Andrew Jackson Donelson

Library of Congress No. 00-107983
266 pages

Hickory Tales

Andrew Jackson Donelson
Jackson's Confidant and Political Heir

by Dr. Robert Beeler Satterfield


History professor, Dr. Robert Satterfield, presents a scholarly account of the life and accomplishments of Jackson's often historically-overlooked nephew, Andrew Jackson Donelson. Donelson, the son or Rachel's deceased brother Samuel, was raised at the first Hermitage by the Jacksons and , as Jackson saw in him great potential, he was educated at West Point and Cumberland College. Did you ever wonder why our current president's advisors are called the "cabinet." Jackson's most
trusted advisors, actually met in the kitchen using the kitchen cabinets for their not taking. Donelson, whose wife was First Lady, after the death of Rachel, became one of Jackson's most trusted advisors. Although Jackson was quite literate, in spite of opinion contrary, he utilized Donelson's expertise not only in his speech writing and letters, but also sought his counsel for important decisions. In today's terminology he would also have been one of Jackson's most proficient campaign managers.


Donelson deserves a place in our history books, not just because he was Jackson's private secretary, or because he and his wife Emily had the first three children born to any First Lady in the White House. Rather he deserves it for four reasons. First, there were very few people who stood up to Jackson and lived to tell about it. When Donelson supported his wife in the Peggy Eaton affair, Donelson and Emily left Washington, but Donelson was the only one Jackson called back, when he discharged his entire cabinet. He could not get along without these two beloved relatives for emotional support and for desperately needed help with the overwhelming job of the presidency.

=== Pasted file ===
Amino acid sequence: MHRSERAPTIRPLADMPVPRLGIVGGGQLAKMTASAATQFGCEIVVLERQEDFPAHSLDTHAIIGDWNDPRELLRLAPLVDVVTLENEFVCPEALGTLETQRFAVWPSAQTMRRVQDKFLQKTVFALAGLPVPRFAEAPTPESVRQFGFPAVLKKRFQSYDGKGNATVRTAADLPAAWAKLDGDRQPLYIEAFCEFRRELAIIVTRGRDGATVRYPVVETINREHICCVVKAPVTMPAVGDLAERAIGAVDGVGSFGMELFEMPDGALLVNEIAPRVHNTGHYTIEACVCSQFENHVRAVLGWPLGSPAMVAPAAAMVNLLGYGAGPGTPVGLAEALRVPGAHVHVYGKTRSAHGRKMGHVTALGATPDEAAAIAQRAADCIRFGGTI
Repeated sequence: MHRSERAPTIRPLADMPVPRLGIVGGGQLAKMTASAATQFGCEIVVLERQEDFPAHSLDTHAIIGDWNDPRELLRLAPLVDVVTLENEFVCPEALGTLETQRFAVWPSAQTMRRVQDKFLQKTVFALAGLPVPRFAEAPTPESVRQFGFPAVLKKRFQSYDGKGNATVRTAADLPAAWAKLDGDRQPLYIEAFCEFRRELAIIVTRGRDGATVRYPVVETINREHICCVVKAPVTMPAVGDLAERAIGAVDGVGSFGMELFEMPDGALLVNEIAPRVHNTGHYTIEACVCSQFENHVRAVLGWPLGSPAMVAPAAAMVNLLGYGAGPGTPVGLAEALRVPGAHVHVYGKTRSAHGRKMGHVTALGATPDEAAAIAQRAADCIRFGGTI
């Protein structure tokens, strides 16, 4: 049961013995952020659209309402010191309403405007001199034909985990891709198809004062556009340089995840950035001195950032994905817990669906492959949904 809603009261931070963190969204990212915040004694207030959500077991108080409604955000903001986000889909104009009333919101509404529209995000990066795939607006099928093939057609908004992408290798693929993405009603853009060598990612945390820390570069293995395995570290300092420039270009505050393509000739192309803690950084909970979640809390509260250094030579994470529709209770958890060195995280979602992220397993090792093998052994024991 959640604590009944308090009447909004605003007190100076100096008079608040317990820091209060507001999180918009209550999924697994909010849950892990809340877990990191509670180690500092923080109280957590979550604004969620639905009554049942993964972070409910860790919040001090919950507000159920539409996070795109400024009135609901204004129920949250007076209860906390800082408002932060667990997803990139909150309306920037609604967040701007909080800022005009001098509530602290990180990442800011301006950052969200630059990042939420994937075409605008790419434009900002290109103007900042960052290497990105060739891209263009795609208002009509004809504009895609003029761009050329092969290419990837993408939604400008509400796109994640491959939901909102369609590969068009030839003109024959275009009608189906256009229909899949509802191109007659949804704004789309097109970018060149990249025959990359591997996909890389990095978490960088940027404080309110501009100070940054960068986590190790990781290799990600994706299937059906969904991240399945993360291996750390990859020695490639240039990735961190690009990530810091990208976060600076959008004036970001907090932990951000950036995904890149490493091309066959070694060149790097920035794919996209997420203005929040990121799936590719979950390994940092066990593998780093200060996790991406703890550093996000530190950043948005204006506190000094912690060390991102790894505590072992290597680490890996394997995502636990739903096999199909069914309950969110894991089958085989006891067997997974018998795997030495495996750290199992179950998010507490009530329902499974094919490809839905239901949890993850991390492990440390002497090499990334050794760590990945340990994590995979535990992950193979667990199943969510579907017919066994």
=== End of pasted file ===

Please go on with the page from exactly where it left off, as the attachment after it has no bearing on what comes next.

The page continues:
Secondly, Donelson sacrificed his last chance to see his Emily, dying of tuberculosis, when he put first Jackson's request to tarry a bit longer in Washington to help him compose his last State of the Union message, Thirdly, it was Donelson who succeeded where others had failed, as emissary to Texas, to fulfill last dream for our country before his death. Jackson's foresaw the need for westward expansion, by securing Texas' agreement for statehood, essentially wreching that territory away at the last minute from the eager, waiting England and France. Fourth, Donelson remained faithful to the charge that Jackson gave him in his will. Bankrupt, Jackson willed Donelson his most prized possession, the magnificent sword awarded him by his State of Tennessee for his victory leading the militia at the Battle of New Orleans.
He gave Donelson the charge to use that sword to "defend (his) country against all enemies, foreign and domestic." As editor of the Washington Union Newspaper and as vice presidential candidate with Millard Fillmore, he did his best to reconcile the differences between the North and the South. As a result he alienated himself from his own brother, Confederate General Daniel Smith Donelson, for whom the Civil War fort, Ft. Donelson, was named. He endured two of his sons dying fighting for the South, yet he himself was imprisoned for a year by the South. Public opinion forced him to move from his beloved Nashville home, Tulip Grove. When he tried to survive farming cotton in Mississippi after the war, he was beset by carpetbaggers, thieves and paucity of labor. But he always stayed true to his cause of love for his family and for his country, which he longed to see heal its scars.

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